Thursday, 3 September 2015

Super Simple Spelling Game

At the start of each topic in the textbook I always have the students write the new vocabulary in their English notebooks. They write both the English word and word in Korean so that they have a little English to Korean dictionary with them in every class. Sometimes I will play games or have mini quizzes where I tell them to refer to their notebooks as well - I think this routine is very important.

Anyway, so this routine can get a tad dry now and then, the students are more than half way through the year now, so when I tell them to get out their notebooks they know the drill. This is good, but it's not something that they look forward too. So today, I spiced it up by adding a spelling game into the mix. I think I'll call it "Team Spelling"...

What you need:

  • Alphabet letters on cards or foam letters, etc. You could print these out also.
I have these foam letters that have Velcro on the back to stick to this black mat thing:

Next, I have small classes - for my grade 3 class of 9 I gave them more than one letter each. If you have a larger class I suggest giving about 3-4 letters but to multiple students. So about 4 students in one big class would have letters "a, e and t" for example. Make sure the entire alphabet is out there.

After giving letters to the students I tell them that they must look at their letters carefully and next, I give them a word on the board to spell. This word is a word from the vocabulary list for the new lesson. 

e.g. For grade 3 the word list had: (Lesson 9: I Can Dive)

I wrote can on the board, and asked them to repeat it. Then they had to spell it in claps. The student who has the letter 'C' given to them must clap and say "C" at the same time. The student with the letter 'A' would do the same and lastly, the student with 'N' would do the same also. Therefore, spelling the word 'can'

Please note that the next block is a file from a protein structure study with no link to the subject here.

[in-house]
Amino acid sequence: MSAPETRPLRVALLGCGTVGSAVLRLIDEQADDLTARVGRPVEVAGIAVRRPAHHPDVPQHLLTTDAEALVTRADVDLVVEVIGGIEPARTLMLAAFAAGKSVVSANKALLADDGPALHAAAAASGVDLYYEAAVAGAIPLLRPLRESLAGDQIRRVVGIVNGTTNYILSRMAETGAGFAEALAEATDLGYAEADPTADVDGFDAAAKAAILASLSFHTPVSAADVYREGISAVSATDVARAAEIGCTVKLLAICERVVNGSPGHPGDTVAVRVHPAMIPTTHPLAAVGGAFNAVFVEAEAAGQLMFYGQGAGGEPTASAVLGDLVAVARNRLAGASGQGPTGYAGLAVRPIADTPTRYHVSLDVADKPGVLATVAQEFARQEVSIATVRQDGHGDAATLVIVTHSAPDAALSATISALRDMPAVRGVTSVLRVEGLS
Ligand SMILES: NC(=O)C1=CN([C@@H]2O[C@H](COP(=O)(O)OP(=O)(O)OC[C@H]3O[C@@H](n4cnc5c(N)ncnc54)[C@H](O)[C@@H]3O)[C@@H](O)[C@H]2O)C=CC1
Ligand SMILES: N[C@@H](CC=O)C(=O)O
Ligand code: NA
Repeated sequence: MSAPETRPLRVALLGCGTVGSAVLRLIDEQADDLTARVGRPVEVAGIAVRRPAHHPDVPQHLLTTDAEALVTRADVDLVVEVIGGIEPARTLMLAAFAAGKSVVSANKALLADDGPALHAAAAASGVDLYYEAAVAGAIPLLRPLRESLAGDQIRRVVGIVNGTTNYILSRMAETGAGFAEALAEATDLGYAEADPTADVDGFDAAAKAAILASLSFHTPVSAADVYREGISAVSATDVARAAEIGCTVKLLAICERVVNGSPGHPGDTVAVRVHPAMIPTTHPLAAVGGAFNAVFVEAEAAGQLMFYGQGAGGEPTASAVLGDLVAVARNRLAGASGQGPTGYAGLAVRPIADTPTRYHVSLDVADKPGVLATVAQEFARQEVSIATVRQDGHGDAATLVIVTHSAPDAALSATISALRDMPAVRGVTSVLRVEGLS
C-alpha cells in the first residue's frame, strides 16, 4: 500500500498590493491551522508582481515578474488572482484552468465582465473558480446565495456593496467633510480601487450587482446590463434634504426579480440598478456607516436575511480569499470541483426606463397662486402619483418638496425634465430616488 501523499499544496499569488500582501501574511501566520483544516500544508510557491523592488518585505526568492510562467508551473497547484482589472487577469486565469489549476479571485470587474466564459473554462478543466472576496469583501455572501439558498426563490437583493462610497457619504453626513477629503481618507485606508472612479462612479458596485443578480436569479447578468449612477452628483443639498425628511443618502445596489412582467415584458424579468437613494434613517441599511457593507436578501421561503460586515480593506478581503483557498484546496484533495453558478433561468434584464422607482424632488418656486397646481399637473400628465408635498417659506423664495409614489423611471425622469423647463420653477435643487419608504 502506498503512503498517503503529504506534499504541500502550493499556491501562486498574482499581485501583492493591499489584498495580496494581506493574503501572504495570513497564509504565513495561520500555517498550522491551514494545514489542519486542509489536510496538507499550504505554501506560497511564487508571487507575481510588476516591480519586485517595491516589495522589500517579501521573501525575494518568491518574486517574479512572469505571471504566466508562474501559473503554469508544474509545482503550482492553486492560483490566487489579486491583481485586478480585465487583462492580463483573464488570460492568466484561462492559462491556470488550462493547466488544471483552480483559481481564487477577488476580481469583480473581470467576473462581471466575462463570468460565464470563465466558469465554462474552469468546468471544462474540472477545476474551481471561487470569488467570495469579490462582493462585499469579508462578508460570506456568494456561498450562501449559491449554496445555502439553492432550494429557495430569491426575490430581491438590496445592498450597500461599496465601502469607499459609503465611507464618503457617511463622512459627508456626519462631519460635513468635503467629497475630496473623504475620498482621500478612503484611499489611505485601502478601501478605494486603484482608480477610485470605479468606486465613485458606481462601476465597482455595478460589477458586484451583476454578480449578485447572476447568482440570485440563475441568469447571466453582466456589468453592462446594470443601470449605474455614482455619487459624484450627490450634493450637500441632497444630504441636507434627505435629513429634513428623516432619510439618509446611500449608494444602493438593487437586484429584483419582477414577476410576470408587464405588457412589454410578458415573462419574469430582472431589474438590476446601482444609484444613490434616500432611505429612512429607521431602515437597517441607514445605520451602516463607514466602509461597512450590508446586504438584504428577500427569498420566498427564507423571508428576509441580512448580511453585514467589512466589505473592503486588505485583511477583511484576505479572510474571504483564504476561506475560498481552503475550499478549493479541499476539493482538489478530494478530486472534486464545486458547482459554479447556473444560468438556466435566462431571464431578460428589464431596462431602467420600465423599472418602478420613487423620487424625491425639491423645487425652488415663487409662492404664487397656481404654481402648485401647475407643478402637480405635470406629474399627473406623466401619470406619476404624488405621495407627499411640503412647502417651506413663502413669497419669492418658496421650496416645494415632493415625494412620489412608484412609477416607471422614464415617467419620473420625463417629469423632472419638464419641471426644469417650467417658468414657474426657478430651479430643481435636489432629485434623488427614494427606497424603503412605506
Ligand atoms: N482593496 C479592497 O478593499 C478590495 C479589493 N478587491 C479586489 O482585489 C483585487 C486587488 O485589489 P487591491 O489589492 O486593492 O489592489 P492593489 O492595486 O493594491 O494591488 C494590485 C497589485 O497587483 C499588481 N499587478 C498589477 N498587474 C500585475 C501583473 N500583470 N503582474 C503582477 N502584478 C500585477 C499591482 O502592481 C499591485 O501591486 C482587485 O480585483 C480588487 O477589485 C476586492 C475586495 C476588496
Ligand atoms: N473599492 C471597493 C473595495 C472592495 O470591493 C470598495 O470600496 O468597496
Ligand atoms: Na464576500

When you play some students won't have a turn to clap as words will be short. Or some students will have the majority of the letters that appear in the given word. Therefore, they will be clapping and speaking more often than others. This is ok.

It's fun that the word is being spelt all around the room and the students get quite eager to see if they can say it fast and be awake. It worked really well with my grade 5 today, they were in a race to see who could be the most on time with their letter when spelling and those who were slow to help the spelling at first, got much better.

After, spelling the word I would get them to do our usual routine of writing the word can in English and Korean in their notebook. 

After each new word given, we spelt it with the clapping and saying exercise then wrote it in our books.

Longer words were challenging and later, I played it with grade 5 and  found it really good to check who was behind with the alphabet letter pronunciation. It also forced them to all practice spelling because they had to concentrate on which letter was coming next in the word. Obviously for grade 5 and 6 we had much longer words and as an added challenge we did some sentences as well. Worked excellently.

You could also play in teams I thought, with 2 sets of alphabet. And the teams take turns and you have words ready on cards to choose from and for grade 5 and 6 - don't show the word, say it. Then that team should spell it, if they make a mistake - no point and let the other team see if they can do it. Good for a bigger class.

Another variation of the game is if you get the students to each give you a sentence on a piece of paper. Tell them to keep this sentence a secret, and hand them each one small paper / post-it to write it on.
  • Collect these and put them in a box/jar/bag etc, to mix them up. Next, have one student sit where they cannot see the board (my student sat behind it, as it's on wheels) in a big class they could just be sure not to face the board.
  • Give them a mini white board, or something to write on. 
  • Then, you write one of the sentences you pick from the bag and write it on the board. The student who is playing cannot see this, make sure they don't look at the board. 
  • When you write it, also be sure not to let the other students say the sentence aloud. 
  • Next, have the class spell it with claps like the other game version and the student player is aloud to write what they hear and try to guess the sentence. You could do single words for lower level classes. 

Happy Teaching!